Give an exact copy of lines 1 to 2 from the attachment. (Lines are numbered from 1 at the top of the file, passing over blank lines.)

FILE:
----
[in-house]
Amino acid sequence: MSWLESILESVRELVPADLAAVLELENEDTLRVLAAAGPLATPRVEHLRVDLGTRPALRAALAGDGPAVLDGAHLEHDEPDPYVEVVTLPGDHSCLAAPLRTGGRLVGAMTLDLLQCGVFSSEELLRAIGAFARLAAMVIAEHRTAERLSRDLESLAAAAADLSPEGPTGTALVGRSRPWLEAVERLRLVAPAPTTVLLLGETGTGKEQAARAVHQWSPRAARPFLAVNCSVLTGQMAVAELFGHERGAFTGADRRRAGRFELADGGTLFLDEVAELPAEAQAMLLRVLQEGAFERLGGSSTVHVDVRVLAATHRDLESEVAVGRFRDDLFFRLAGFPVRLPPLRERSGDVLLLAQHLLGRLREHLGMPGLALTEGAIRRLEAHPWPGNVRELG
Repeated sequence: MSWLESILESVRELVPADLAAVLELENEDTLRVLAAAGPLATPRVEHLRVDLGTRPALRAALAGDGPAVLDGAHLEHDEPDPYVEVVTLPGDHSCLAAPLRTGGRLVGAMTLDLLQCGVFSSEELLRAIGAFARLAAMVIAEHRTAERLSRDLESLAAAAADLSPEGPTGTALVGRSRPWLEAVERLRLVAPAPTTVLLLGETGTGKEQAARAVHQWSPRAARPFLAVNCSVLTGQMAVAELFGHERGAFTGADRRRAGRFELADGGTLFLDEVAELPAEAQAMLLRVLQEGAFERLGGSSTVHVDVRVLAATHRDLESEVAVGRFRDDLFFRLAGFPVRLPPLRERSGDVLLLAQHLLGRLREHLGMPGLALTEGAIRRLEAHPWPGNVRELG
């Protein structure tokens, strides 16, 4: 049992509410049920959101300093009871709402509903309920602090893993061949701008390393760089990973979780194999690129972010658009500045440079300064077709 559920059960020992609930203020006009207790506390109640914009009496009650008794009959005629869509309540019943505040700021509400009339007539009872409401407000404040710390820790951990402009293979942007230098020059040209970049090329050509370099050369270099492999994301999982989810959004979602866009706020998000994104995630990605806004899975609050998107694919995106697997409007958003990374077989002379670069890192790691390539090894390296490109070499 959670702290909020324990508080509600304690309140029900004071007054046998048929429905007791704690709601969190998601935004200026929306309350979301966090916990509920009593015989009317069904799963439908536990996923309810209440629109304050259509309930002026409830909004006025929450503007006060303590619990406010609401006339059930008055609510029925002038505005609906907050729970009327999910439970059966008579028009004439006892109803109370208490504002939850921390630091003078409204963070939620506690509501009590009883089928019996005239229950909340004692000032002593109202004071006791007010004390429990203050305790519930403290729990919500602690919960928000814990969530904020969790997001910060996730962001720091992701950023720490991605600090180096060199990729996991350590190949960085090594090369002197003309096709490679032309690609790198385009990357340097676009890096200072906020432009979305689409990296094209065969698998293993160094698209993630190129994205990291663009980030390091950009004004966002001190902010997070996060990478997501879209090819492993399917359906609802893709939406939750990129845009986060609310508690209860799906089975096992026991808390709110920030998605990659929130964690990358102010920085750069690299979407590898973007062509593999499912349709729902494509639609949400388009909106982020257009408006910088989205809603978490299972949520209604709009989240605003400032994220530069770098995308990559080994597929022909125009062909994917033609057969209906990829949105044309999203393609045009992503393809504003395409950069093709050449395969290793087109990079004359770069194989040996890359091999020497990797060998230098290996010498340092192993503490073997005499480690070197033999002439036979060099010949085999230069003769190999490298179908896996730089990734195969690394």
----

[in-house]
Amino acid sequence: MSWLESILESVRELVPADLAAVLELENEDTLRVLAAAGPLATPRVEHLRVDLGTRPALRAALAGDGPAVLDGAHLEHDEPDPYVEVVTLPGDHSCLAAPLRTGGRLVGAMTLDLLQCGVFSSEELLRAIGAFARLAAMVIAEHRTAERLSRDLESLAAAAADLSPEGPTGTALVGRSRPWLEAVERLRLVAPAPTTVLLLGETGTGKEQAARAVHQWSPRAARPFLAVNCSVLTGQMAVAELFGHERGAFTGADRRRAGRFELADGGTLFLDEVAELPAEAQAMLLRVLQEGAFERLGGSSTVHVDVRVLAATHRDLESEVAVGRFRDDLFFRLAGFPVRLPPLRERSGDVLLLAQHLLGRLREHLGMPGLALTEGAIRRLEAHPWPGNVRELG